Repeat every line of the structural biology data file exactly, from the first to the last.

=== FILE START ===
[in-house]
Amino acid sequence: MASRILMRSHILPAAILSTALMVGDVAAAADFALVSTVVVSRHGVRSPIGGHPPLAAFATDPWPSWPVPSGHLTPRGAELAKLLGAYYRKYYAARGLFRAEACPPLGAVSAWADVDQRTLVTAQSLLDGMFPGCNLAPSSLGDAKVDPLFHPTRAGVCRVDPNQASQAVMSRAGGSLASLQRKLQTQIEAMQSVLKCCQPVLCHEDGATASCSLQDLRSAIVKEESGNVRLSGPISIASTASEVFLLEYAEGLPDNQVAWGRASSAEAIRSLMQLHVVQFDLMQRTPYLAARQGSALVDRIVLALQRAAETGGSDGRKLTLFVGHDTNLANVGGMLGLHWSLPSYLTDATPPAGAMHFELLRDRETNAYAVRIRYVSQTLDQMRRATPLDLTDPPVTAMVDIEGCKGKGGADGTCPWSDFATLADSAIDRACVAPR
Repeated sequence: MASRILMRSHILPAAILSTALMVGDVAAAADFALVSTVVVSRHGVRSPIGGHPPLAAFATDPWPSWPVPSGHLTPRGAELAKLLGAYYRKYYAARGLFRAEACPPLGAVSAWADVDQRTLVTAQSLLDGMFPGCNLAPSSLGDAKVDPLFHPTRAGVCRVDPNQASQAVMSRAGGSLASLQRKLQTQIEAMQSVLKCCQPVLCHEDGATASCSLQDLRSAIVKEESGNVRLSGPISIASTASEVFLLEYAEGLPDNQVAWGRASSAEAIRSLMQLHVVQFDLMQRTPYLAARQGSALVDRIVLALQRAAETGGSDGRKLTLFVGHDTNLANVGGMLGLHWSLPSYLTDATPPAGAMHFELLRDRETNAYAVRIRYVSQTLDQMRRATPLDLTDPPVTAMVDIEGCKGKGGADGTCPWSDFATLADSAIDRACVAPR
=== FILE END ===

[in-house]
Amino acid sequence: MASRILMRSHILPAAILSTALMVGDVAAAADFALVSTVVVSRHGVRSPIGGHPPLAAFATDPWPSWPVPSGHLTPRGAELAKLLGAYYRKYYAARGLFRAEACPPLGAVSAWADVDQRTLVTAQSLLDGMFPGCNLAPSSLGDAKVDPLFHPTRAGVCRVDPNQASQAVMSRAGGSLASLQRKLQTQIEAMQSVLKCCQPVLCHEDGATASCSLQDLRSAIVKEESGNVRLSGPISIASTASEVFLLEYAEGLPDNQVAWGRASSAEAIRSLMQLHVVQFDLMQRTPYLAARQGSALVDRIVLALQRAAETGGSDGRKLTLFVGHDTNLANVGGMLGLHWSLPSYLTDATPPAGAMHFELLRDRETNAYAVRIRYVSQTLDQMRRATPLDLTDPPVTAMVDIEGCKGKGGADGTCPWSDFATLADSAIDRACVAPR
Repeated sequence: MASRILMRSHILPAAILSTALMVGDVAAAADFALVSTVVVSRHGVRSPIGGHPPLAAFATDPWPSWPVPSGHLTPRGAELAKLLGAYYRKYYAARGLFRAEACPPLGAVSAWADVDQRTLVTAQSLLDGMFPGCNLAPSSLGDAKVDPLFHPTRAGVCRVDPNQASQAVMSRAGGSLASLQRKLQTQIEAMQSVLKCCQPVLCHEDGATASCSLQDLRSAIVKEESGNVRLSGPISIASTASEVFLLEYAEGLPDNQVAWGRASSAEAIRSLMQLHVVQFDLMQRTPYLAARQGSALVDRIVLALQRAAETGGSDGRKLTLFVGHDTNLANVGGMLGLHWSLPSYLTDATPPAGAMHFELLRDRETNAYAVRIRYVSQTLDQMRRATPLDLTDPPVTAMVDIEGCKGKGGADGTCPWSDFATLADSAIDRACVAPR